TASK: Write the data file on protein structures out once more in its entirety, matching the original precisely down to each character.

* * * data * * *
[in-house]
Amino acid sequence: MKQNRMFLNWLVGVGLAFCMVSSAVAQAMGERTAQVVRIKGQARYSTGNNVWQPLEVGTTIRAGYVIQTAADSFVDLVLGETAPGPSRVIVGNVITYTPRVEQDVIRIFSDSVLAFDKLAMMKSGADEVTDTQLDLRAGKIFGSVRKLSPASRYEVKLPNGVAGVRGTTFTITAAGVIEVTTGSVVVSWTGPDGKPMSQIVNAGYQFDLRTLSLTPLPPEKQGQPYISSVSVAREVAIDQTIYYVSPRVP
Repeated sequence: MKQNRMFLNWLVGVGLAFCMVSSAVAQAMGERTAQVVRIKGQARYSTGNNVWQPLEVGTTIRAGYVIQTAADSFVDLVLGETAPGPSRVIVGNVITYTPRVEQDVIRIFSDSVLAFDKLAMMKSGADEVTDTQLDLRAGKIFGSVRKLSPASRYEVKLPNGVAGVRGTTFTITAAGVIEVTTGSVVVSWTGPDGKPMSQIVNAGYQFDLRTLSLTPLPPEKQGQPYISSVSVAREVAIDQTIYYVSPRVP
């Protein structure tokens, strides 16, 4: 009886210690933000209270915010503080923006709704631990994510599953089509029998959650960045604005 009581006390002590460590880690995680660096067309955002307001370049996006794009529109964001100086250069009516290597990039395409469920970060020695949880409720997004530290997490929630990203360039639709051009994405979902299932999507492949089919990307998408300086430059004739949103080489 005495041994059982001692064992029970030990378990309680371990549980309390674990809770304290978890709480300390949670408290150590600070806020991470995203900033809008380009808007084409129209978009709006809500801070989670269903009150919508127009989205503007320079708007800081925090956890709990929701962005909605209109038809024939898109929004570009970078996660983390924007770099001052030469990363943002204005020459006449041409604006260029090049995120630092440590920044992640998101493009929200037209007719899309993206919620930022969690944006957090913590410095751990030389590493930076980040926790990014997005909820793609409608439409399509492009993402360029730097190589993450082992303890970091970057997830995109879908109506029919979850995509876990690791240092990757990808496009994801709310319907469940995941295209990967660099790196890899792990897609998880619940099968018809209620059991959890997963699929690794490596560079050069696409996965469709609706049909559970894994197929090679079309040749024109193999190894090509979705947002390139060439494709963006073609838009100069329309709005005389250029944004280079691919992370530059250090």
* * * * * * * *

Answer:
[in-house]
Amino acid sequence: MKQNRMFLNWLVGVGLAFCMVSSAVAQAMGERTAQVVRIKGQARYSTGNNVWQPLEVGTTIRAGYVIQTAADSFVDLVLGETAPGPSRVIVGNVITYTPRVEQDVIRIFSDSVLAFDKLAMMKSGADEVTDTQLDLRAGKIFGSVRKLSPASRYEVKLPNGVAGVRGTTFTITAAGVIEVTTGSVVVSWTGPDGKPMSQIVNAGYQFDLRTLSLTPLPPEKQGQPYISSVSVAREVAIDQTIYYVSPRVP
Repeated sequence: MKQNRMFLNWLVGVGLAFCMVSSAVAQAMGERTAQVVRIKGQARYSTGNNVWQPLEVGTTIRAGYVIQTAADSFVDLVLGETAPGPSRVIVGNVITYTPRVEQDVIRIFSDSVLAFDKLAMMKSGADEVTDTQLDLRAGKIFGSVRKLSPASRYEVKLPNGVAGVRGTTFTITAAGVIEVTTGSVVVSWTGPDGKPMSQIVNAGYQFDLRTLSLTPLPPEKQGQPYISSVSVAREVAIDQTIYYVSPRVP
């Protein structure tokens, strides 16, 4: 009886210690933000209270915010503080923006709704631990994510599953089509029998959650960045604005 009581006390002590460590880690995680660096067309955002307001370049996006794009529109964001100086250069009516290597990039395409469920970060020695949880409720997004530290997490929630990203360039639709051009994405979902299932999507492949089919990307998408300086430059004739949103080489 005495041994059982001692064992029970030990378990309680371990549980309390674990809770304290978890709480300390949670408290150590600070806020991470995203900033809008380009808007084409129209978009709006809500801070989670269903009150919508127009989205503007320079708007800081925090956890709990929701962005909605209109038809024939898109929004570009970078996660983390924007770099001052030469990363943002204005020459006449041409604006260029090049995120630092440590920044992640998101493009929200037209007719899309993206919620930022969690944006957090913590410095751990030389590493930076980040926790990014997005909820793609409608439409399509492009993402360029730097190589993450082992303890970091970057997830995109879908109506029919979850995509876990690791240092990757990808496009994801709310319907469940995941295209990967660099790196890899792990897609998880619940099968018809209620059991959890997963699929690794490596560079050069696409996965469709609706049909559970894994197929090679079309040749024109193999190894090509979705947002390139060439494709963006073609838009100069329309709005005389250029944004280079691919992370530059250090």